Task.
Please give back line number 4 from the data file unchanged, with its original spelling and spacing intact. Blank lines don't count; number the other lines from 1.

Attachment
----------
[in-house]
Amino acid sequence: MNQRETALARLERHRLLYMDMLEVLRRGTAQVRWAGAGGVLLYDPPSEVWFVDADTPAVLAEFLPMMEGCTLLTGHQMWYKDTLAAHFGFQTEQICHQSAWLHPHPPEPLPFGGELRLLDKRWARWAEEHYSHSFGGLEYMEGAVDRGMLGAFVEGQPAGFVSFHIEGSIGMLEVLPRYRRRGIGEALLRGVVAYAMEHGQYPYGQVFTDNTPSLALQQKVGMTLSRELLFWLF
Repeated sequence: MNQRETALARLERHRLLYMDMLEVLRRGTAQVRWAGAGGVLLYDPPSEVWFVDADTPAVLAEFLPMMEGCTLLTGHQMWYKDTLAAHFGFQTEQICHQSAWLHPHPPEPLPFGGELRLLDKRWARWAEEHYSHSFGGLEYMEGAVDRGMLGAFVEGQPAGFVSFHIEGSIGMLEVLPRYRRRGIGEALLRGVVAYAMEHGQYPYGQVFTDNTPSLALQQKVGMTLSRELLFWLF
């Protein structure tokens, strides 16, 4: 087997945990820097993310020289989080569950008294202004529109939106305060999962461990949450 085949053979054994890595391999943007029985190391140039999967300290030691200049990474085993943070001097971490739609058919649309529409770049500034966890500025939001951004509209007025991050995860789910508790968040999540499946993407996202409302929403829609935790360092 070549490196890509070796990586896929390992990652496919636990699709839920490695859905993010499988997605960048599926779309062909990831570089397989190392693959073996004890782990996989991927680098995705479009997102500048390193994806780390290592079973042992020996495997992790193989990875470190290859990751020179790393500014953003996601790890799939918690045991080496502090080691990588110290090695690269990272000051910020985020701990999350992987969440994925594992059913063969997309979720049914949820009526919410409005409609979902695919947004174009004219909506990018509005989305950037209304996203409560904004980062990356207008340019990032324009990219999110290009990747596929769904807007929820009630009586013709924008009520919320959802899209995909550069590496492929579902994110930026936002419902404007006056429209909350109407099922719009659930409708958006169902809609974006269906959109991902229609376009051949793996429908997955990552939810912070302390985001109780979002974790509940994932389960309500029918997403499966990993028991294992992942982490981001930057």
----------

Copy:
């Protein structure tokens, strides 16, 4: 087997945990820097993310020289989080569950008294202004529109939106305060999962461990949450 085949053979054994890595391999943007029985190391140039999967300290030691200049990474085993943070001097971490739609058919649309529409770049500034966890500025939001951004509209007025991050995860789910508790968040999540499946993407996202409302929403829609935790360092 070549490196890509070796990586896929390992990652496919636990699709839920490695859905993010499988997605960048599926779309062909990831570089397989190392693959073996004890782990996989991927680098995705479009997102500048390193994806780390290592079973042992020996495997992790193989990875470190290859990751020179790393500014953003996601790890799939918690045991080496502090080691990588110290090695690269990272000051910020985020701990999350992987969440994925594992059913063969997309979720049914949820009526919410409005409609979902695919947004174009004219909506990018509005989305950037209304996203409560904004980062990356207008340019990032324009990219999110290009990747596929769904807007929820009630009586013709924008009520919320959802899209995909550069590496492929579902994110930026936002419902404007006056429209909350109407099922719009659930409708958006169902809609974006269906959109991902229609376009051949793996429908997955990552939810912070302390985001109780979002974790509940994932389960309500029918997403499966990993028991294992992942982490981001930057």